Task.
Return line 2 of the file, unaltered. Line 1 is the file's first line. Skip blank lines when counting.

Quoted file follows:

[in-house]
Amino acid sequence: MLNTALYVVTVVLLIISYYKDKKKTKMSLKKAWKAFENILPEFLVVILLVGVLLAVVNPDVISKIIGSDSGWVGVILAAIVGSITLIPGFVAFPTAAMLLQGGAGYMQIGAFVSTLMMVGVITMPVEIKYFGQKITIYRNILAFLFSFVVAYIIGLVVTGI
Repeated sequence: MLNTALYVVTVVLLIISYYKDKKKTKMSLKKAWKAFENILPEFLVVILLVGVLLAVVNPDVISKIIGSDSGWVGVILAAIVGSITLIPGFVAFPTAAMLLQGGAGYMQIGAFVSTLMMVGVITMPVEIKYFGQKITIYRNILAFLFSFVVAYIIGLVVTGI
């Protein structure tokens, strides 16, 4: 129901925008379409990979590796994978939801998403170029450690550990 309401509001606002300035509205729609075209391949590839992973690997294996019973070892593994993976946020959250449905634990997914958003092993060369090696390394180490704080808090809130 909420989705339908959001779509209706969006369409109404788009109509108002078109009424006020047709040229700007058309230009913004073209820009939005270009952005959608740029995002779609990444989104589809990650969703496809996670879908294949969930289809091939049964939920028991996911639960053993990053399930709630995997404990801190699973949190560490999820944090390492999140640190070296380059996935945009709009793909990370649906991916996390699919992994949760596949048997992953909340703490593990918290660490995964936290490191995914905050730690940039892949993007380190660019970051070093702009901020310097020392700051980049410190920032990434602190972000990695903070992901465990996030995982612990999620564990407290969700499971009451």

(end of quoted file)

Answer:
Amino acid sequence: MLNTALYVVTVVLLIISYYKDKKKTKMSLKKAWKAFENILPEFLVVILLVGVLLAVVNPDVISKIIGSDSGWVGVILAAIVGSITLIPGFVAFPTAAMLLQGGAGYMQIGAFVSTLMMVGVITMPVEIKYFGQKITIYRNILAFLFSFVVAYIIGLVVTGI